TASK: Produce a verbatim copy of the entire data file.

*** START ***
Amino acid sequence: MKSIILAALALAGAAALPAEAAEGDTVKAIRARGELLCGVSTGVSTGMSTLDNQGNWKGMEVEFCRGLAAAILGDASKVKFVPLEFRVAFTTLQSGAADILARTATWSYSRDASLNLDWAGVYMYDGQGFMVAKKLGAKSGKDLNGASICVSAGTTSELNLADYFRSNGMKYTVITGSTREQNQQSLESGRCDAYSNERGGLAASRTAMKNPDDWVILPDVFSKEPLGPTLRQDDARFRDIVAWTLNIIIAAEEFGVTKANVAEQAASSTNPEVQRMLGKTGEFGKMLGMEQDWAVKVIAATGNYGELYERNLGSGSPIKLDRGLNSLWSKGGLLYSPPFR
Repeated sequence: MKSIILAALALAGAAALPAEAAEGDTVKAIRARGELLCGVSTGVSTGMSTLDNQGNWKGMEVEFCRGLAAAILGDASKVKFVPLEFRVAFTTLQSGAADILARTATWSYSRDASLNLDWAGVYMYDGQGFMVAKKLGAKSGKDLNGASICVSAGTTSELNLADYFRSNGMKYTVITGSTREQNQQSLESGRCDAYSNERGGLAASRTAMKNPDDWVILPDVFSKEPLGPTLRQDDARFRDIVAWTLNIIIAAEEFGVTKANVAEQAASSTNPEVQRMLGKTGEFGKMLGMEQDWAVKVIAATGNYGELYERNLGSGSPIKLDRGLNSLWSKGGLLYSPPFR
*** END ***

Amino acid sequence: MKSIILAALALAGAAALPAEAAEGDTVKAIRARGELLCGVSTGVSTGMSTLDNQGNWKGMEVEFCRGLAAAILGDASKVKFVPLEFRVAFTTLQSGAADILARTATWSYSRDASLNLDWAGVYMYDGQGFMVAKKLGAKSGKDLNGASICVSAGTTSELNLADYFRSNGMKYTVITGSTREQNQQSLESGRCDAYSNERGGLAASRTAMKNPDDWVILPDVFSKEPLGPTLRQDDARFRDIVAWTLNIIIAAEEFGVTKANVAEQAASSTNPEVQRMLGKTGEFGKMLGMEQDWAVKVIAATGNYGELYERNLGSGSPIKLDRGLNSLWSKGGLLYSPPFR
Repeated sequence: MKSIILAALALAGAAALPAEAAEGDTVKAIRARGELLCGVSTGVSTGMSTLDNQGNWKGMEVEFCRGLAAAILGDASKVKFVPLEFRVAFTTLQSGAADILARTATWSYSRDASLNLDWAGVYMYDGQGFMVAKKLGAKSGKDLNGASICVSAGTTSELNLADYFRSNGMKYTVITGSTREQNQQSLESGRCDAYSNERGGLAASRTAMKNPDDWVILPDVFSKEPLGPTLRQDDARFRDIVAWTLNIIIAAEEFGVTKANVAEQAASSTNPEVQRMLGKTGEFGKMLGMEQDWAVKVIAATGNYGELYERNLGSGSPIKLDRGLNSLWSKGGLLYSPPFR